Liars and Fools
When we see obese patients there are generally two of us present in order to speed up routine handling. Thus when we have to investigate a rise in weight, a glance is sufficient to make sure that we agree or disagree. If after a few questions we both feel reasonably sure that the patient is deliberately lying, we tell him that this is our opinion and warn him that unless he comes clean we may refuse further treatment. The way he reacts to this furnishes additional proof whether we are on the right track or not we now very rarely make a mistake.
If the patient breaks down and confesses, we melt and are all forgiveness and treatment proceeds. Yet if such performances have to be repeated more than two or three times, we refuse further treatment. This happens in less than 1% of our cases. If the patient is stubborn and will not admit what he has been up to, we usually give him one more chance and continue even though we have been unable to find the reason for his gain. In many such cases there is no repetition, and frequently the patient does then confess a few days later after he has thought things over.
The patient who is fooling himself is the one who has committed some trifling, offense against the rules but who has been able to convince himself that this is of no importance and cannot possibly account for the gain in weight. Women seem particularly prone to getting themselves entangled in such delusions. On the other hand, it does frequently happen that a patient will in the midst of a conversation unthinkingly spear an olive or forget that he has already eaten his breadstick.
A mother preparing food for the family may out of sheer habit forget that she must not taste the sauce to see whether it needs more salt. Sometimes a rich maiden aunt cannot be offended by refusing a cup of tea into which she has put two teaspoons of sugar, thoughtfully remembering the patient's taste from previous occasions. Such incidents are legion and are usually confessed without hesitation, but some patients seem genuinely able to forget these lapses and remember them with a visible shock only after insistent questioning.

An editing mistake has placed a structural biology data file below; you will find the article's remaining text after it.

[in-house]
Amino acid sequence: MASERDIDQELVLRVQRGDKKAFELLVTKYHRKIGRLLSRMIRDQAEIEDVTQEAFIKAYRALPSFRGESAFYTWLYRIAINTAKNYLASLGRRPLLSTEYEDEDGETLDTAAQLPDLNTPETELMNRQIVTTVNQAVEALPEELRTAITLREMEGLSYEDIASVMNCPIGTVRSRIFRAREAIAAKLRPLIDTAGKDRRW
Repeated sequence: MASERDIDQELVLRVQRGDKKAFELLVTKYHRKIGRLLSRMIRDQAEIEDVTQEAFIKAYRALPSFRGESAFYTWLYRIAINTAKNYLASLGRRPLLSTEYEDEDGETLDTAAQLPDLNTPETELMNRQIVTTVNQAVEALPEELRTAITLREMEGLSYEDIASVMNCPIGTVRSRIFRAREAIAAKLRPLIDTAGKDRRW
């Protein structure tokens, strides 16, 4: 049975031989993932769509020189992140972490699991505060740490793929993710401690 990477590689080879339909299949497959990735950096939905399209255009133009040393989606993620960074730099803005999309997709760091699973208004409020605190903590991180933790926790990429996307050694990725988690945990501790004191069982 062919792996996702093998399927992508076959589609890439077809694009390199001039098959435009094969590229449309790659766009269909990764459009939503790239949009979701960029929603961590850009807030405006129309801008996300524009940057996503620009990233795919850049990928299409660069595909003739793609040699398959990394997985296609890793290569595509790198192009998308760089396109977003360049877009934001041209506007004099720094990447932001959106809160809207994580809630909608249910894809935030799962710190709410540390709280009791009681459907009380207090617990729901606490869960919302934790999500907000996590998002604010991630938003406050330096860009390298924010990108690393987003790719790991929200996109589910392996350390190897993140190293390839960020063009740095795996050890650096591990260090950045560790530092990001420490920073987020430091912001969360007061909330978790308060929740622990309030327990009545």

In these cases we go carefully over the day. Sometimes the patient has been invited to a meal or gone to a restaurant, naively believing that the food has actually been prepared exactly according to instructions. They will say: "Yes, now that I come to think of it the steak did seem a bit bigger than the one I have at home, and it did taste better; maybe there was a little fat on it, though I specially told them to cut it all away". Sometimes the breadsticks were broken and a few fragments eaten, and "Maybe they were a little more than one". It is not uncommon for patients to place too much reliance on their memory of the diet-sheet and start eating carrots, beans or peas and then to seem genuinely surprised when their attention is called to the fact that these are forbidden, as they have not been listed.
When no dietary error is elicited we turn to cosmetics. Most women find it hard to believe that fats, oils, creams and ointments applied to the skin are absorbed and interfere with weight reduction by hCG just as if they had been eaten. This almost incredible sensitivity to even such very minor increases in nutritional intake is a peculiar feature of the hCG method. For instance, we find that persons who habitually handle organic fats, such as workers in beauty parlors, masseurs, butchers, etc. never show what we consider a satisfactory loss of weight unless they can avoid fat coming into contact with their skin.